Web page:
Tonight, I finally saw Michel Gondry’s latest film, The Science of Sleep, which opens in select cities on Friday. Having been a fan of Gondry’s music video work for years, I’ve always been a champion of his limited feature-film career. Before making a splash in the indie film world in 2001, with Human Nature, he directed intensely artful clips for Bjork, The Chemical Brothers, Massive Attack, Beck, and more. Hell, his Sheryl Crow video is easily the most engaging clip she’s ever had. And, while the Charlie Kaufman-scripted Human Nature got a smattering of kind notices, it was always sort of seen as the lesser sibling to Kaufman’s Being John Malkovich.
It wasn’t until Eternal Sunshine of the Spotless Mind in 2004, when Gondry made a feature that could really stand tall as a great piece of work. But, even that was Charlie Kaufman’s show (they even won Oscars together for it, but Kaufman was the one who spoke at the ceremony). And then you have Gondry’s unexpected concert documentary, this year’s Dave Chapelle’s Block Party. And, you don’t need me to tell you that film was all about Chapelle. So, when would Gondry get the auteur moment for his original and unique talent? He does, with The Science of Sleep.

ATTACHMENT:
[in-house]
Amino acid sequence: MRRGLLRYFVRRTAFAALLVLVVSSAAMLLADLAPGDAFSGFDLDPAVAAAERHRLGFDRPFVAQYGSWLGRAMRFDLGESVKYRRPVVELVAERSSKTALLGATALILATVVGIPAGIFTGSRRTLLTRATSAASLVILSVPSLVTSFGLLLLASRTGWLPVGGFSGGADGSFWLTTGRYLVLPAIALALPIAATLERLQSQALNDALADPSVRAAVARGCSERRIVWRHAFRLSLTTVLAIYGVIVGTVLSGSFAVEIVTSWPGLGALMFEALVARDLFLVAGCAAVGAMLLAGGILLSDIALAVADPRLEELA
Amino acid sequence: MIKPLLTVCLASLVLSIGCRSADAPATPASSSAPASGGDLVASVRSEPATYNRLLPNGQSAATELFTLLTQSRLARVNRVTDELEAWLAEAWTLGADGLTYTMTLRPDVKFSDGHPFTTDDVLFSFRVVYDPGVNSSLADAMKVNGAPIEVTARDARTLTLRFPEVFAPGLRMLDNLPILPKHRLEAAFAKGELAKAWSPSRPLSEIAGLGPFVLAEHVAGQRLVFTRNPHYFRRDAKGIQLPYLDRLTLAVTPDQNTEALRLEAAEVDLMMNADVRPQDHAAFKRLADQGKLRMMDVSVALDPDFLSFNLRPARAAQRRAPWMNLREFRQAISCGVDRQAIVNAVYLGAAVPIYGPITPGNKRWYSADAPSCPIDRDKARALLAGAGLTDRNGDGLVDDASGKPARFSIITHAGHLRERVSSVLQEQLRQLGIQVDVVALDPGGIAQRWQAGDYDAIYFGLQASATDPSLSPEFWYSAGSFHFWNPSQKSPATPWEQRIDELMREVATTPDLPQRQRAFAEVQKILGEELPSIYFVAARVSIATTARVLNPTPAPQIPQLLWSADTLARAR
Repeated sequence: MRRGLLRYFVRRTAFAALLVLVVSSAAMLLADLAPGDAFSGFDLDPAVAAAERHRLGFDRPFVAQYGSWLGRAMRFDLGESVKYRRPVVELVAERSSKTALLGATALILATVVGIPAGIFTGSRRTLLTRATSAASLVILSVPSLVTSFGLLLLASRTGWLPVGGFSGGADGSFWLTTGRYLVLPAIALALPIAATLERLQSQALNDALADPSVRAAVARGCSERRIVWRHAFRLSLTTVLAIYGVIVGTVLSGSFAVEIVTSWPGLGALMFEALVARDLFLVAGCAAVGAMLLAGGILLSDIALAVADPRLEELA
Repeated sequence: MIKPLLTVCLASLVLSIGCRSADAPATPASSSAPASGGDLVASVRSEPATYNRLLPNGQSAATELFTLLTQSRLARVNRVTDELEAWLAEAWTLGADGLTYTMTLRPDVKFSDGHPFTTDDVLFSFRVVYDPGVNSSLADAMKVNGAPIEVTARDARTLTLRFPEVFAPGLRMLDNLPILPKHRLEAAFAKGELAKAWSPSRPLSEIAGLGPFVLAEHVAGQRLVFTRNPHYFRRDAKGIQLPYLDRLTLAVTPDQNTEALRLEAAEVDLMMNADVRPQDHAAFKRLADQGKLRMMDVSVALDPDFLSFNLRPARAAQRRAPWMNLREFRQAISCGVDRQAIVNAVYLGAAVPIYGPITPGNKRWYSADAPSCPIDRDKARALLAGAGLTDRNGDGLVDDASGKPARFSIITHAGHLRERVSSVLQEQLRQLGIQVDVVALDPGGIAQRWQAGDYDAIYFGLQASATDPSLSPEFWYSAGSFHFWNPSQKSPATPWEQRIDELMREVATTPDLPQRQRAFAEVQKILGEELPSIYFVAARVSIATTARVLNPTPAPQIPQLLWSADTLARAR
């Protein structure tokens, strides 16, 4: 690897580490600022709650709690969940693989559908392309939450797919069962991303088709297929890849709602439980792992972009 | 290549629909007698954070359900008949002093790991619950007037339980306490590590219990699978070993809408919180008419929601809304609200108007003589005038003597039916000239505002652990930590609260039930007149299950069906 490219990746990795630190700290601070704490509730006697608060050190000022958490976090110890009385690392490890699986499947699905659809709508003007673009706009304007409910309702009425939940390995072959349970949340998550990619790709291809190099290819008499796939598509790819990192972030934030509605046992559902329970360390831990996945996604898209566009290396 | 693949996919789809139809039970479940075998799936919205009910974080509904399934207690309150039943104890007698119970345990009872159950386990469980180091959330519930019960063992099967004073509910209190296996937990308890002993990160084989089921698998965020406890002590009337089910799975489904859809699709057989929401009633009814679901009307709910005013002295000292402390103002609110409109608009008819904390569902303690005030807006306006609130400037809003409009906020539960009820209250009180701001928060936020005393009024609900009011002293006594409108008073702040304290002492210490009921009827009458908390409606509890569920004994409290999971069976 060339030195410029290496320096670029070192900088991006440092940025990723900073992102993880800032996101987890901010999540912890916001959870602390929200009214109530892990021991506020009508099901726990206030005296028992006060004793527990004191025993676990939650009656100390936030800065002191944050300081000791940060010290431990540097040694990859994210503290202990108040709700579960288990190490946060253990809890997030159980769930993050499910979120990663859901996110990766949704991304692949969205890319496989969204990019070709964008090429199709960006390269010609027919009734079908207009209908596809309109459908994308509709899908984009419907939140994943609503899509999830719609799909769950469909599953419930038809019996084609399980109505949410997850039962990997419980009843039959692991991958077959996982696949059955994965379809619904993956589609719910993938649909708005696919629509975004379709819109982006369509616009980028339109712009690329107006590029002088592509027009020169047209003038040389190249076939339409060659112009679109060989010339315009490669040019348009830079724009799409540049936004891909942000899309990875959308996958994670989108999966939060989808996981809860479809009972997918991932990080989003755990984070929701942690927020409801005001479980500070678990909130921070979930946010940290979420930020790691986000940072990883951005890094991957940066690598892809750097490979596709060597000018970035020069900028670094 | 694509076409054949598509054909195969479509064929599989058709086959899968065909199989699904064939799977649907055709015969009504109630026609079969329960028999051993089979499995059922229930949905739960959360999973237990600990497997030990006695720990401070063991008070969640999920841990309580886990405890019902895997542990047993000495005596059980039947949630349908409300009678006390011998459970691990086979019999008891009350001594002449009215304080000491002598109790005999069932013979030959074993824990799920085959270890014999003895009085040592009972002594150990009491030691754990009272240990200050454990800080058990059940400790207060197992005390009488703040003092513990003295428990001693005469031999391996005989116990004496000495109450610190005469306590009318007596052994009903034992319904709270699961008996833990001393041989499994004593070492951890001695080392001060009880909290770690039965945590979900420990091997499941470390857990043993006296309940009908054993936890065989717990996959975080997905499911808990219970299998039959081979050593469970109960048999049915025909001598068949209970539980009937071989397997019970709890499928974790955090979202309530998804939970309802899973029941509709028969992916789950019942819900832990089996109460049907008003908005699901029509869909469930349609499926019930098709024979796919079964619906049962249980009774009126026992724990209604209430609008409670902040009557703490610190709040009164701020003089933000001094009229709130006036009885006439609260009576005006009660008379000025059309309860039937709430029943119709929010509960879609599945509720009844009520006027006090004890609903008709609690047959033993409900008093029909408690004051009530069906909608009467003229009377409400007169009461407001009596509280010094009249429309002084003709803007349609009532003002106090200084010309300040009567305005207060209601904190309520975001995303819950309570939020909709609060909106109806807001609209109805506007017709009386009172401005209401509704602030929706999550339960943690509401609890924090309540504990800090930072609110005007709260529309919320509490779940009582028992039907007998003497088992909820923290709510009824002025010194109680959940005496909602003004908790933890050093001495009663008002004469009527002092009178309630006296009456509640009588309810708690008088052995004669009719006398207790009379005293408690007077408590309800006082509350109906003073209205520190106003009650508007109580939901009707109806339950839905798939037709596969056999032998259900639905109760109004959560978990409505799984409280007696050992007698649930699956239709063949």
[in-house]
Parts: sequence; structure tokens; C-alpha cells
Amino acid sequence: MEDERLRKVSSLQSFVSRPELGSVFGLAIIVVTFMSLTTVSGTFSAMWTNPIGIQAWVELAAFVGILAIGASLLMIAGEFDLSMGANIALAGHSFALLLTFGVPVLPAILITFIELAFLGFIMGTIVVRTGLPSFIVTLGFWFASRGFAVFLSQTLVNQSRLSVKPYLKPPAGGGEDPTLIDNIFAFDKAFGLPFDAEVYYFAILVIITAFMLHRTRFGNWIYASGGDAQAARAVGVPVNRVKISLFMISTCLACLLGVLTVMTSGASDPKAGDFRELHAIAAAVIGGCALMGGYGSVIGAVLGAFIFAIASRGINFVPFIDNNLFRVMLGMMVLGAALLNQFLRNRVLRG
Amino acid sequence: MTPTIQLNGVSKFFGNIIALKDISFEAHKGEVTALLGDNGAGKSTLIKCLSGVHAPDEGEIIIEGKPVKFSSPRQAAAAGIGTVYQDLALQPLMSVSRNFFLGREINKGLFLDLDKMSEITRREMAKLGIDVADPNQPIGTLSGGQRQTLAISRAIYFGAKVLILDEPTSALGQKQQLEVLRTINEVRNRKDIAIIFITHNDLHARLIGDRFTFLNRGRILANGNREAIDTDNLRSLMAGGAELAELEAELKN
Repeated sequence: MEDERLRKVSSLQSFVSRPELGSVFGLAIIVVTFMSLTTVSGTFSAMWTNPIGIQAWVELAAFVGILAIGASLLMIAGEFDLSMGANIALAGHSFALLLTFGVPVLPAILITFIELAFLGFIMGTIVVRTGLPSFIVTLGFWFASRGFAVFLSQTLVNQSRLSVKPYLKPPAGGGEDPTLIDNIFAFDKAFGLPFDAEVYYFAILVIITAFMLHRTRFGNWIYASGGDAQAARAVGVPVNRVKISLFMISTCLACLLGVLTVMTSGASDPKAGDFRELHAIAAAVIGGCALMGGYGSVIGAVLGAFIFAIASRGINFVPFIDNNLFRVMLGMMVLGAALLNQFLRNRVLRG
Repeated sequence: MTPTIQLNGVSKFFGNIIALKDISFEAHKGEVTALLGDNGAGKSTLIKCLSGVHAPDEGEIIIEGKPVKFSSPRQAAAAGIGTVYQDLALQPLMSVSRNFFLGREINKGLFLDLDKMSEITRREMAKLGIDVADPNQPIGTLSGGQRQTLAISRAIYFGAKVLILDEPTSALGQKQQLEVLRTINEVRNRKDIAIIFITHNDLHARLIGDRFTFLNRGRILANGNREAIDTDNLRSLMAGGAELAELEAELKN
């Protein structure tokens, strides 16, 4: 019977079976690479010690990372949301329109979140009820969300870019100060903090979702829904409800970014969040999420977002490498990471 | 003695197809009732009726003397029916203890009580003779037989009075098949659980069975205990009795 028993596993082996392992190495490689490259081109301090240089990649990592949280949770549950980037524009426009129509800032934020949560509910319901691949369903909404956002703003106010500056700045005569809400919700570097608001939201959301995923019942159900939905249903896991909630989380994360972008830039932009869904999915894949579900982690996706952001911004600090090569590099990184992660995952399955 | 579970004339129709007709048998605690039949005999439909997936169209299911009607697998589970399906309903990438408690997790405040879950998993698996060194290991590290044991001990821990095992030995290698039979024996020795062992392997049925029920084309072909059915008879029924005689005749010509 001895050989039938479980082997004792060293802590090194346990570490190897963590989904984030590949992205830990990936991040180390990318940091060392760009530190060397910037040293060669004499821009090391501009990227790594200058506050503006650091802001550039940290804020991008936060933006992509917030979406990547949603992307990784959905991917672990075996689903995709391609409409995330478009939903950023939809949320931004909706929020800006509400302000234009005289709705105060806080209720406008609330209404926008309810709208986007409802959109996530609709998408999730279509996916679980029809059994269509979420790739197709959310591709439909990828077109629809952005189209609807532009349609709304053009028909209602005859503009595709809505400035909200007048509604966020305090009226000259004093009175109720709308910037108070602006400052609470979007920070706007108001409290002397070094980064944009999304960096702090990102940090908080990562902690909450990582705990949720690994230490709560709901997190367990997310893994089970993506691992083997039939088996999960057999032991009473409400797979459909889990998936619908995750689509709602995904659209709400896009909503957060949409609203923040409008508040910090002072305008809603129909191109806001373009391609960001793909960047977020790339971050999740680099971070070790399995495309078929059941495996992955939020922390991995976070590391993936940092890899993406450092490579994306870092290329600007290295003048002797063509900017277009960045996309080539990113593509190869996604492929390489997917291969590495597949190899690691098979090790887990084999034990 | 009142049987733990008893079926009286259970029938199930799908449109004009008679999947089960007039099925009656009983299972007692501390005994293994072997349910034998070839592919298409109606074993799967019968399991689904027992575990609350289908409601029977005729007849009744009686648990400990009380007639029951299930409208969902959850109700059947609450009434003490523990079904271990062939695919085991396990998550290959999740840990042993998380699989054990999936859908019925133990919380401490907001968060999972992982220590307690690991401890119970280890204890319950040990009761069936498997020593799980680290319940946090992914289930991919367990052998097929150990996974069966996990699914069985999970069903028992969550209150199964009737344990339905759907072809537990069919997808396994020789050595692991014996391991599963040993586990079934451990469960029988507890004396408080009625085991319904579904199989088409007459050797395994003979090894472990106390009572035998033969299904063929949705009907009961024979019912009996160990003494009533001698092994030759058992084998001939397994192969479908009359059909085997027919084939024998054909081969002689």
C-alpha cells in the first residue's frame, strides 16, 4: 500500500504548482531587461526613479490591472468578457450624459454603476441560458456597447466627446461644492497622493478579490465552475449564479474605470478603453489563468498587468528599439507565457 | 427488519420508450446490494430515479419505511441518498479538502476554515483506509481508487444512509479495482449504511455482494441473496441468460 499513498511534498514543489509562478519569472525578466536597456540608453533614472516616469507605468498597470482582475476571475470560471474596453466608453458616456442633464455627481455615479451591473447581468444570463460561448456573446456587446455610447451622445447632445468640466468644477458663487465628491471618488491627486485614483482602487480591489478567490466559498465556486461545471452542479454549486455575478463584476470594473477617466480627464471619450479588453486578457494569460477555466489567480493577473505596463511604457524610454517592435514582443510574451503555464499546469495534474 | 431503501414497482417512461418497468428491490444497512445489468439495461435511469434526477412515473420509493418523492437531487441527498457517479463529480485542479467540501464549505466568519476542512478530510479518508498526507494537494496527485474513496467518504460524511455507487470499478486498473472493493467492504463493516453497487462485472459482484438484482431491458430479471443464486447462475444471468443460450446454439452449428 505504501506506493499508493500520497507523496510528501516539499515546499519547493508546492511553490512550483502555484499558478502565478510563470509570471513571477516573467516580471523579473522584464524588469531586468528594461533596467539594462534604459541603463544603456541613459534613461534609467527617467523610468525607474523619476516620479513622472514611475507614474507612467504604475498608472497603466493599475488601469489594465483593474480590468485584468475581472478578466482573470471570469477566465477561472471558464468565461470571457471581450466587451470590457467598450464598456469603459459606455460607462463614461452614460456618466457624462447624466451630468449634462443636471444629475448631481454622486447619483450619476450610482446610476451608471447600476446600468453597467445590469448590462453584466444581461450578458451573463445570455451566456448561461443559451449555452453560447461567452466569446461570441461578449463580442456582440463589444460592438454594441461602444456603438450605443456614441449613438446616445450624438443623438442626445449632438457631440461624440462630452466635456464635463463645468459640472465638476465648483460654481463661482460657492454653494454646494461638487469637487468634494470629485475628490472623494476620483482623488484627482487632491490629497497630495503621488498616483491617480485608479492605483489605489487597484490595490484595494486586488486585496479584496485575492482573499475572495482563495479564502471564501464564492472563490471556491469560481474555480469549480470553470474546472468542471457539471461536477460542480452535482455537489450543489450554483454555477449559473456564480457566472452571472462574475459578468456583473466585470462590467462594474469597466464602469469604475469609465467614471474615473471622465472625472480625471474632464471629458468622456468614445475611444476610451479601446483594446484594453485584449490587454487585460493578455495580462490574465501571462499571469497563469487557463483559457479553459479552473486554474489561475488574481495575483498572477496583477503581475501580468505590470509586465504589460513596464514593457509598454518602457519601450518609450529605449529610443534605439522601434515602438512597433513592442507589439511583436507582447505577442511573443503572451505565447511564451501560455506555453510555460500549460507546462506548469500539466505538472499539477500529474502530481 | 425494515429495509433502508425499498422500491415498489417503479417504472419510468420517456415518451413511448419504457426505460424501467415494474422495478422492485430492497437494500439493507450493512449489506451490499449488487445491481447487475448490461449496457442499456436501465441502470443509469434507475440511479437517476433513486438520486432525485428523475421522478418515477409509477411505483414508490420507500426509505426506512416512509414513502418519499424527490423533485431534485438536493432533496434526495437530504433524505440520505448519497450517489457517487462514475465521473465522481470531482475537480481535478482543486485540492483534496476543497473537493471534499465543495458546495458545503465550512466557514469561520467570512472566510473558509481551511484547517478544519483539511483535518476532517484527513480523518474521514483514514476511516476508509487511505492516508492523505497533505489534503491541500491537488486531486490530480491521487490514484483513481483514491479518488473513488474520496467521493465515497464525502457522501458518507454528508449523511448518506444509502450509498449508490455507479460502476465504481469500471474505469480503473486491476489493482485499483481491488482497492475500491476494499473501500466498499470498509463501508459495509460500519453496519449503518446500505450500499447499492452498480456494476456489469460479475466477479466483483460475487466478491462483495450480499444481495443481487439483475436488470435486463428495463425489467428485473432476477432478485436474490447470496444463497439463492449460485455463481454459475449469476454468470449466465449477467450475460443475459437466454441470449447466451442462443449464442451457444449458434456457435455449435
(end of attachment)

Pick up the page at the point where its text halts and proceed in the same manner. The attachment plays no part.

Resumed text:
This seemingly-autobiographical film stars Gael Garcia Bernal as Stephane, a down-on-his-luck artist who moves to France to be closer to his mother and get some work. But, in between days, Stephane is distracted by the fanciful and vivid world of his dreams. Confusing matters is his newfound crush, a young neighbor named Stephanie. The two play in dreamscapes together, as the film becomes not a whole lot more than a whimsical romantic comedy. But, what sets it apart is that it’s heavy on all three of those things: whimsy, romance, and comedy. In ways, the film reminds me of Annie Hall, in that Gondry tries to reinvent and toy with romantic comedy conventions with very refreshing results.
It’s almost fitting that a framing device in the film is Stephane’s dreamworld talk show, where he plays host. That’s what Gondry is doing here, hosting the “Michel Gondry Show.” For his longtime fans, we’re dying to be in that studio audience. Because, at Gondry’s will, the audience travels on a visually explosive, funny universe where dreaming, waking, and loving collide. The Science of Sleep is a wonderful headtrip of a romantic comedy, and will hopefully win Gondry some newfound fans in addition to making us lifers proud.
For more on the film, and Gondry’s next project, check out Quint’s interview with him on AICN.